Welsh formed a book club where people read Korean literature works translated into English and then engage in discussions. He introduced the club to his friends, colleagues and online. Only six people attended the first meeting. He was on the verge of giving up. However, more people, including Korean writers he got to know online, helped him. Twenty people came to the second meeting. The number jumped to 60 at the third gathering. By running the meeting, Welsh gradually had an idea on how to manage the book club.

The club was introduced online to many people through social media channels. Marking its fourth year in 2015, the book club, now dubbed the “Seoul Book & Culture Club,” takes place once per month at Haechi Hall in Myeong-dong, downtown Seoul. Writers are often invited for interviews, answer questions and engage in discussions with the audience about their personal experiences, life stories and so on. So far, invited writers include Hwang Seok-young, Shin Kyung-sook, Kong Ji-young, Kim Young-ha, Park Min-gyu and Hwang Sun-mi, as well as some Korean-American and international writers from overseas. Each meeting is attended by about 100 or 200 people. The attendees vary, and include university professors, students, teachers, overseas envoys and U.S. soldiers.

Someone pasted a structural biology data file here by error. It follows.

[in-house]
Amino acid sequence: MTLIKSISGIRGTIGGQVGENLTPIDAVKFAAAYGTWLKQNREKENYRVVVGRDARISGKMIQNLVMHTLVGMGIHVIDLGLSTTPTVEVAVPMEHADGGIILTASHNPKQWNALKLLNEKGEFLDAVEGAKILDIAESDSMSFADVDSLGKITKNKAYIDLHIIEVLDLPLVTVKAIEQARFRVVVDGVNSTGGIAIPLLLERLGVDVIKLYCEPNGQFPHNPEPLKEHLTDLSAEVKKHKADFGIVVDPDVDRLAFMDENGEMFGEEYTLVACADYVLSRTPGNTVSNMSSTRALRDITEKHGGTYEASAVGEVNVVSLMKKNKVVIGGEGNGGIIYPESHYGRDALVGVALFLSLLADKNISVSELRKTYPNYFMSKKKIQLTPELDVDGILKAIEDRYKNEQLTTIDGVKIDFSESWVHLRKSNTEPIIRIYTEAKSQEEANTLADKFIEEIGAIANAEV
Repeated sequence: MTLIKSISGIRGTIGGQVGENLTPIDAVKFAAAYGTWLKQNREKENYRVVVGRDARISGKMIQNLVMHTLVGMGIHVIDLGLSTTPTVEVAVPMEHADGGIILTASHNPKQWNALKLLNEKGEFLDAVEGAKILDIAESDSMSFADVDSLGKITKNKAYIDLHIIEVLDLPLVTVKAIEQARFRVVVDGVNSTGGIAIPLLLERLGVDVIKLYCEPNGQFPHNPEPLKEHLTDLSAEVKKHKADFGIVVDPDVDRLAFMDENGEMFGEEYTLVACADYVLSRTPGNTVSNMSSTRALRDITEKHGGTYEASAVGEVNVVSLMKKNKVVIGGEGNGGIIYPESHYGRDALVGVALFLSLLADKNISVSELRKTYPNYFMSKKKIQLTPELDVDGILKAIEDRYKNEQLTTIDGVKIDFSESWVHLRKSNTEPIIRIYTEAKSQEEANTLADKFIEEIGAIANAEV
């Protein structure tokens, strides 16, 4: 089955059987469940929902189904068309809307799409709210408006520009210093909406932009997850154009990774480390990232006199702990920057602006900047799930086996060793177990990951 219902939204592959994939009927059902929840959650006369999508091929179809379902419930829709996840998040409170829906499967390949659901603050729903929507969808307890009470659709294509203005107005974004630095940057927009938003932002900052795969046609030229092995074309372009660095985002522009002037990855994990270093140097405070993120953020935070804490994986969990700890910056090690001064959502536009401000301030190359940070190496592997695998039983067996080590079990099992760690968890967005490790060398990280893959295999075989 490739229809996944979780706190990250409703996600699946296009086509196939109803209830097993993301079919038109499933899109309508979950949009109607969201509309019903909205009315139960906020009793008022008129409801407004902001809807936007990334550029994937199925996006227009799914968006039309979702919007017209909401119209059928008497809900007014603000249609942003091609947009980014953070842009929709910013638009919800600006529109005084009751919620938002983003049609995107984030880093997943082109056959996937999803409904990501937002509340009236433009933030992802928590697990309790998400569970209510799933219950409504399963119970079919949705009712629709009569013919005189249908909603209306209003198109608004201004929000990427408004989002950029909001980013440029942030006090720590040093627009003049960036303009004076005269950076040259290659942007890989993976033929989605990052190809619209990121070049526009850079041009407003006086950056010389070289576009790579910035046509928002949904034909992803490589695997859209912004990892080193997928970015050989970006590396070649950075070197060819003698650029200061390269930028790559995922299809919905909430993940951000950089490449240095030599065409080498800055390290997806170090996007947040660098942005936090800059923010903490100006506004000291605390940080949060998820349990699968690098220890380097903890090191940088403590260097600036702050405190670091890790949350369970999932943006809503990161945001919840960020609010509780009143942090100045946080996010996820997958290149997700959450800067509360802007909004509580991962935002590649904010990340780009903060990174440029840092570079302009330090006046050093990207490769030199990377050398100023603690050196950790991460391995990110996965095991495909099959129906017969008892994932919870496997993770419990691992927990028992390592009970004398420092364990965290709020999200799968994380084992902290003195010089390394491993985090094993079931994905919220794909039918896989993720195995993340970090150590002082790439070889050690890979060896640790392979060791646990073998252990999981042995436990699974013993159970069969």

Starting last year, Welsh began to run a film club. On the last Saturday of every month, at the same venue, he introduces a Korean classical move at his “Seoul Film Society, Hosted by Barry Welsh." The free club shows various Korean films, some tracing back to the 1950s. Movies he has shown so far include "Hanyeo" (1960), "Black Hair" (1974), "Madame Freedom" (1956) and "Aimless Bullet" (1961).

Welsh says he is proud of the book club, and feels rewarded as people can share their thoughts with the writers at the meetings.